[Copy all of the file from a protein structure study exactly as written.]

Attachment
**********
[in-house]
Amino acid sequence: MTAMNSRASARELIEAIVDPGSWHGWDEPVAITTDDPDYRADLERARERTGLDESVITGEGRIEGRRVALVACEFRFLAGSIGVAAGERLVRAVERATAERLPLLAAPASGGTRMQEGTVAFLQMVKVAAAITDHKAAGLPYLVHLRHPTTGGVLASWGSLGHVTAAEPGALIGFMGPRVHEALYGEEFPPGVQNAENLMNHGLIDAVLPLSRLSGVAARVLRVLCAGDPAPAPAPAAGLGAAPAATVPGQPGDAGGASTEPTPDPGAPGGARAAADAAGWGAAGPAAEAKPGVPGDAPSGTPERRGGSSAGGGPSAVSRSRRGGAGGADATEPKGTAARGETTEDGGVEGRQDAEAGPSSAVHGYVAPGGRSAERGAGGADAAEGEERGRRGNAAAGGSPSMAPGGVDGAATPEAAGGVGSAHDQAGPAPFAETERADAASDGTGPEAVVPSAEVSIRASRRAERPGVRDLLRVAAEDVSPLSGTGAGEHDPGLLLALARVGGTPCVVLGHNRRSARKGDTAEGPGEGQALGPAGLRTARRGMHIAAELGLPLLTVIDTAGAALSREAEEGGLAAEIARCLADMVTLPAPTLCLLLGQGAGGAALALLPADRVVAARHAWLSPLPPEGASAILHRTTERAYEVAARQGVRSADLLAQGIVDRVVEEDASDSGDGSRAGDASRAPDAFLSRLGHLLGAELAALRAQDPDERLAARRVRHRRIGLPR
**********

[in-house]
Amino acid sequence: MTAMNSRASARELIEAIVDPGSWHGWDEPVAITTDDPDYRADLERARERTGLDESVITGEGRIEGRRVALVACEFRFLAGSIGVAAGERLVRAVERATAERLPLLAAPASGGTRMQEGTVAFLQMVKVAAAITDHKAAGLPYLVHLRHPTTGGVLASWGSLGHVTAAEPGALIGFMGPRVHEALYGEEFPPGVQNAENLMNHGLIDAVLPLSRLSGVAARVLRVLCAGDPAPAPAPAAGLGAAPAATVPGQPGDAGGASTEPTPDPGAPGGARAAADAAGWGAAGPAAEAKPGVPGDAPSGTPERRGGSSAGGGPSAVSRSRRGGAGGADATEPKGTAARGETTEDGGVEGRQDAEAGPSSAVHGYVAPGGRSAERGAGGADAAEGEERGRRGNAAAGGSPSMAPGGVDGAATPEAAGGVGSAHDQAGPAPFAETERADAASDGTGPEAVVPSAEVSIRASRRAERPGVRDLLRVAAEDVSPLSGTGAGEHDPGLLLALARVGGTPCVVLGHNRRSARKGDTAEGPGEGQALGPAGLRTARRGMHIAAELGLPLLTVIDTAGAALSREAEEGGLAAEIARCLADMVTLPAPTLCLLLGQGAGGAALALLPADRVVAARHAWLSPLPPEGASAILHRTTERAYEVAARQGVRSADLLAQGIVDRVVEEDASDSGDGSRAGDASRAPDAFLSRLGHLLGAELAALRAQDPDERLAARRVRHRRIGLPR